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Offbeat 20 June 2014

From what I gather, football has more adherents that just about anything, including Facebook and the Catholic Church.

I never was much of a fan of sport in the past. The thing that I was best at, bowling in cricket, was denied to me when the headmaster of the school, at the time, decided that the big paraffin tin needed some mercy, and the other kids needed a chance to bat. Swimming was great, I didn’t compete, just meditated as I did the 50 or 60 laps.
Rugby, I remember, was painful. I was big in Standard 6. The boys in Standard 8 and 9 were even bigger. Getting jumped on was not my idea of fun. The scrum, in the heat of midday, was repulsive place to put my head.
I played a bit of football in early primary but didn’t get much joy out of it.
I was in a Ritalin haze as I remember it. In those days, it was the fashionable way to set about parenting, but all it produced from me on the soccer field was an own goal and a complete inability to focus on the ball.
That’s, more or less, the history of my sporting involvement and, up until now, the boundaries of my interest. All that changed a while ago,  however, with a resumption of trips to the pub.
The pub that I go to is convenient because it is close to home. That’s my excuse. I never paid much attention to the décor, which is two large TV screens and a bunch of soccer regalia and some flags. Being what might pass as bit of a low key elder goth, I inevitably wear black. It colour coordinates well with my greying sideburs, and bristles, when I forget to shave.
An acquaintance saw this somewhat differently, not understanding the fascination of being an immortal, though in my case, benevolent vampire. He took a look at me, and associated my dress code with the Manchester United away track suit at the time. He then proceeded to associate me with that team.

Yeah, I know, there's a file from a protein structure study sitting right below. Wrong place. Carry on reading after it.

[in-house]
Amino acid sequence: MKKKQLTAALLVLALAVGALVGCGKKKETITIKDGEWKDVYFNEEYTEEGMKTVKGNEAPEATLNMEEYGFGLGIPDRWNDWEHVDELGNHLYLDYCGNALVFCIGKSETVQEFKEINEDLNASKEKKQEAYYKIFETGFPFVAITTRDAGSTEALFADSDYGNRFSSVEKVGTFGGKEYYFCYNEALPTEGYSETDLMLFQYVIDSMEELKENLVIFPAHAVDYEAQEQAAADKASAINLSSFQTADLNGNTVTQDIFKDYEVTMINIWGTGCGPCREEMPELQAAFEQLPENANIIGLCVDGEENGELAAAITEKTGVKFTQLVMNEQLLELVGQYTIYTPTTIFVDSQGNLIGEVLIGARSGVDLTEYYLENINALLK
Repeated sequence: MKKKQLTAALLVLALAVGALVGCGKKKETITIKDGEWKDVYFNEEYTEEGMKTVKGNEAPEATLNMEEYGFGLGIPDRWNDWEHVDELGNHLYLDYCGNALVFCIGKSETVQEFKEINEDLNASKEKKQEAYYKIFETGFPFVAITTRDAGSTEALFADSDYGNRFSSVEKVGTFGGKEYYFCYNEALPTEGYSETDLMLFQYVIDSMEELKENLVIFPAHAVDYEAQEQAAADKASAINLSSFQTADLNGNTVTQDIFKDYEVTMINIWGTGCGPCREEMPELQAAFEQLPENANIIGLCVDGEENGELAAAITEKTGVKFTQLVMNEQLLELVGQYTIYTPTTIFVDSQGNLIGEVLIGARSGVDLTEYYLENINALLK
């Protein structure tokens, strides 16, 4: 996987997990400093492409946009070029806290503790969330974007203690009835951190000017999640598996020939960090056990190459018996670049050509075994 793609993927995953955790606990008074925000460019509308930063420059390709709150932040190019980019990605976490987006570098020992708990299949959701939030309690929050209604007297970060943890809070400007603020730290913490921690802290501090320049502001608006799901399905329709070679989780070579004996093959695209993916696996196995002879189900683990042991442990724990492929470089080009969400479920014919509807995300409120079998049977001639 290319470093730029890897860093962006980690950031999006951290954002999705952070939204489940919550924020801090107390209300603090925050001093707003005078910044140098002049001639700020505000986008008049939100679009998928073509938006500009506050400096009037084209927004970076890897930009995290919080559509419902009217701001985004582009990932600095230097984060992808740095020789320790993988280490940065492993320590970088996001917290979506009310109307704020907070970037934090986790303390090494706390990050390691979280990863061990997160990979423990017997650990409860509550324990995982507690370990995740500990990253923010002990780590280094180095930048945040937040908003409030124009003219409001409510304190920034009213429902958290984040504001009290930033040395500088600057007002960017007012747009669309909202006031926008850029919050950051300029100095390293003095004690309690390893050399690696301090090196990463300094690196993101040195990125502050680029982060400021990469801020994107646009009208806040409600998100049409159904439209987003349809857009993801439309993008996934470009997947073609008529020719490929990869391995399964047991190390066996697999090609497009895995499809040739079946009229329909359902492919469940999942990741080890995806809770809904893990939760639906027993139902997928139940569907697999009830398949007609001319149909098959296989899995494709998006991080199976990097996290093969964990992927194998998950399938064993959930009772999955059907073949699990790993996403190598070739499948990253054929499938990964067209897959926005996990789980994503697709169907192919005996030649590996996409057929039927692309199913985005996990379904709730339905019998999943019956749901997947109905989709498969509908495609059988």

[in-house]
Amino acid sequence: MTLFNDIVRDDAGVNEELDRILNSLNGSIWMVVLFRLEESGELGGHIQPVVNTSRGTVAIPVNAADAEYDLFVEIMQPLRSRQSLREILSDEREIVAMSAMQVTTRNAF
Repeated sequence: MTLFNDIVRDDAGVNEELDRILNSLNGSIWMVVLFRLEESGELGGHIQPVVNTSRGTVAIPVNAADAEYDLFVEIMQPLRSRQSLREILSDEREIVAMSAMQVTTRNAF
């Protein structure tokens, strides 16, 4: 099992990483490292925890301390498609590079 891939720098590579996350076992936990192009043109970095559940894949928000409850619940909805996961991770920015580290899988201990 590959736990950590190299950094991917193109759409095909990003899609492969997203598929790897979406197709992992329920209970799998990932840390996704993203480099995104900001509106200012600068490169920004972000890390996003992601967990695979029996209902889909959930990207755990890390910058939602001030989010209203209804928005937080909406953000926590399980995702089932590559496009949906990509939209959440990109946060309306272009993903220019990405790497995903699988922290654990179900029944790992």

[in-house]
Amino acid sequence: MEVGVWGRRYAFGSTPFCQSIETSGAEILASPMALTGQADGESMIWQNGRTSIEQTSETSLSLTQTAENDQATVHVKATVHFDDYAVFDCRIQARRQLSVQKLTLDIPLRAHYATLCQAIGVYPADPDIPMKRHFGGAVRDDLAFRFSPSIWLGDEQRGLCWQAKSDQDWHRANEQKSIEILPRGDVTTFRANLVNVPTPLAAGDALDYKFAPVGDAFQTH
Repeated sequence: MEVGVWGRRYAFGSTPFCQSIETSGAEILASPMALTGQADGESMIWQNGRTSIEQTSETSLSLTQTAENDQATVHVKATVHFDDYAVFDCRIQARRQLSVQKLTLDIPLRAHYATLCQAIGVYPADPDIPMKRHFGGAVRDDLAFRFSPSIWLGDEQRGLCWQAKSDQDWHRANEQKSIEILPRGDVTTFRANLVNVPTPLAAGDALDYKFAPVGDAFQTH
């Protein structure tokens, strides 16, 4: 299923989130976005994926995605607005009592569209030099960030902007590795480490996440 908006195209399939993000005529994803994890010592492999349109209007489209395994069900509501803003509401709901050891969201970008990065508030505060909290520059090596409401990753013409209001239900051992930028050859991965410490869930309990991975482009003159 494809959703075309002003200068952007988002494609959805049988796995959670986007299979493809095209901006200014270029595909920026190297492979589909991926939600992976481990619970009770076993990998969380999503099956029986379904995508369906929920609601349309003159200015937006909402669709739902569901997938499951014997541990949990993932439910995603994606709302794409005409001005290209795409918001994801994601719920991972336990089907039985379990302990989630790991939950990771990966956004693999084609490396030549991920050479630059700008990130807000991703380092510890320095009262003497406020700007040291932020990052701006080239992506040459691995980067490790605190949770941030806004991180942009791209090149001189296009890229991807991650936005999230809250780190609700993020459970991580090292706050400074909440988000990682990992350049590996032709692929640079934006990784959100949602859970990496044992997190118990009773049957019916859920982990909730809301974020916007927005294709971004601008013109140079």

Given their losing streak it wasn’t particularly kind, but I felt a bit obliged to go with the spirit of the thing and at least act like a supporter, or at least watch the matches and cringe when they lost.
My new-found fandom has been useful in many regards. Nobody particularly wants to talk about the metaphysical conundrums of living forever on a diet of blood, and there are only three types of weather in Namibia – wet, cold and hot – so football serves an admirable purpose of filling in the gaps in the conversation.
There were some side effects though. I too felt the rage at United’s choice of Moyes.
I felt sympathy for his replacement, Giggs. And I was extremely gleeful to see a future for the team in the form of the Netherlands wins which involved United’s striker Van Persie, and their team manager Van Gaal, who will become United’s manager next season.
Don’t be alarmed though. Stranger things have happened, for instance the three or four days I spent stamp collecting. Football is more interesting.
From what I gather, football has more adherents that just about anything, including Facebook and the Catholic Church.
 It inspires such devotion that some elements of fundamentalist Islam attempt to destroy its players and fans, and other elements of fundamentalist Islam distance themselves from that sort of thing because it strikes at the very core of humanity.
This leads me to the idea of shared interests and communication. Humanity needs both of them. Weather is not really enough.
There is only so much speculating and complaining you can do about a cloudy day before the conversation gets boring and hostilities resume. Football seems to be one of the things that fits the bill quite well.
Small talk is important. People have different interests. Small talk bridges the gap.
If not for small talk, and the things that are easy to natter about, no matter how smart or dumb you are, conversation would stop and, as the differences became noticeable in the silence and the glares across the room, small wars would begin to break out.
There’s a lot of talk about football being a force for peace. As long as Van Persie is able to produce header’s like the one he did in Netherland’s first match, and all the talk that generated, there is a hope for peace.

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